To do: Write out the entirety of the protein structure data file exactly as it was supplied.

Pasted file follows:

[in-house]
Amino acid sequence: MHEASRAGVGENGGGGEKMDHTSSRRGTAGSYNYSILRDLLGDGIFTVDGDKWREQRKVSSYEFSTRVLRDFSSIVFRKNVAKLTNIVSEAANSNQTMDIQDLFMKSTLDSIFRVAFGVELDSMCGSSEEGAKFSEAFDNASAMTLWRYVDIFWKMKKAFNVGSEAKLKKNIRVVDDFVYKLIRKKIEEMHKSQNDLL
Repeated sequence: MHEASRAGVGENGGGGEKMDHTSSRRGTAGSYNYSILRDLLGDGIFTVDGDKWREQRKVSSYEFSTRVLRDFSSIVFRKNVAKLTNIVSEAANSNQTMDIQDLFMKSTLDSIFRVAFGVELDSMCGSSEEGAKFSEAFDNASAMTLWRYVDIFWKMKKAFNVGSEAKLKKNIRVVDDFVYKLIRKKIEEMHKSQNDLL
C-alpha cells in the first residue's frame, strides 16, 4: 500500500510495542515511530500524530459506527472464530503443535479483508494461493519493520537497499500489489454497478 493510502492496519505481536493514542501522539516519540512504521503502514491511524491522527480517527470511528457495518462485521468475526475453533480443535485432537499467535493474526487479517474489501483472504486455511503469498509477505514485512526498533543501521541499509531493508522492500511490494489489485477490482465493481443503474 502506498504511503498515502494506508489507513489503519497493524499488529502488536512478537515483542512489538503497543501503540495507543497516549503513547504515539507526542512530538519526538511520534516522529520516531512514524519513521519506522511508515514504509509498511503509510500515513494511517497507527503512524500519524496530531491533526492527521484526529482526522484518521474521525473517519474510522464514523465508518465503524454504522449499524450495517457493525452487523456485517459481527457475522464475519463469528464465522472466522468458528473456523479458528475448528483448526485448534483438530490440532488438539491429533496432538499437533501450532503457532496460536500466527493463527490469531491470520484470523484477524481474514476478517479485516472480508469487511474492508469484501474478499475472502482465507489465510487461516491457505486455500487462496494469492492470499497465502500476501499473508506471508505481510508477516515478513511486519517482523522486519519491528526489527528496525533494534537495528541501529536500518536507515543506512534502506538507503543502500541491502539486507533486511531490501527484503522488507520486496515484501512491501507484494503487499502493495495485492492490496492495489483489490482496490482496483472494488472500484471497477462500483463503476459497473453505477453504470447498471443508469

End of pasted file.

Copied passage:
[in-house]
Amino acid sequence: MHEASRAGVGENGGGGEKMDHTSSRRGTAGSYNYSILRDLLGDGIFTVDGDKWREQRKVSSYEFSTRVLRDFSSIVFRKNVAKLTNIVSEAANSNQTMDIQDLFMKSTLDSIFRVAFGVELDSMCGSSEEGAKFSEAFDNASAMTLWRYVDIFWKMKKAFNVGSEAKLKKNIRVVDDFVYKLIRKKIEEMHKSQNDLL
Repeated sequence: MHEASRAGVGENGGGGEKMDHTSSRRGTAGSYNYSILRDLLGDGIFTVDGDKWREQRKVSSYEFSTRVLRDFSSIVFRKNVAKLTNIVSEAANSNQTMDIQDLFMKSTLDSIFRVAFGVELDSMCGSSEEGAKFSEAFDNASAMTLWRYVDIFWKMKKAFNVGSEAKLKKNIRVVDDFVYKLIRKKIEEMHKSQNDLL
C-alpha cells in the first residue's frame, strides 16, 4: 500500500510495542515511530500524530459506527472464530503443535479483508494461493519493520537497499500489489454497478 493510502492496519505481536493514542501522539516519540512504521503502514491511524491522527480517527470511528457495518462485521468475526475453533480443535485432537499467535493474526487479517474489501483472504486455511503469498509477505514485512526498533543501521541499509531493508522492500511490494489489485477490482465493481443503474 502506498504511503498515502494506508489507513489503519497493524499488529502488536512478537515483542512489538503497543501503540495507543497516549503513547504515539507526542512530538519526538511520534516522529520516531512514524519513521519506522511508515514504509509498511503509510500515513494511517497507527503512524500519524496530531491533526492527521484526529482526522484518521474521525473517519474510522464514523465508518465503524454504522449499524450495517457493525452487523456485517459481527457475522464475519463469528464465522472466522468458528473456523479458528475448528483448526485448534483438530490440532488438539491429533496432538499437533501450532503457532496460536500466527493463527490469531491470520484470523484477524481474514476478517479485516472480508469487511474492508469484501474478499475472502482465507489465510487461516491457505486455500487462496494469492492470499497465502500476501499473508506471508505481510508477516515478513511486519517482523522486519519491528526489527528496525533494534537495528541501529536500518536507515543506512534502506538507503543502500541491502539486507533486511531490501527484503522488507520486496515484501512491501507484494503487499502493495495485492492490496492495489483489490482496490482496483472494488472500484471497477462500483463503476459497473453505477453504470447498471443508469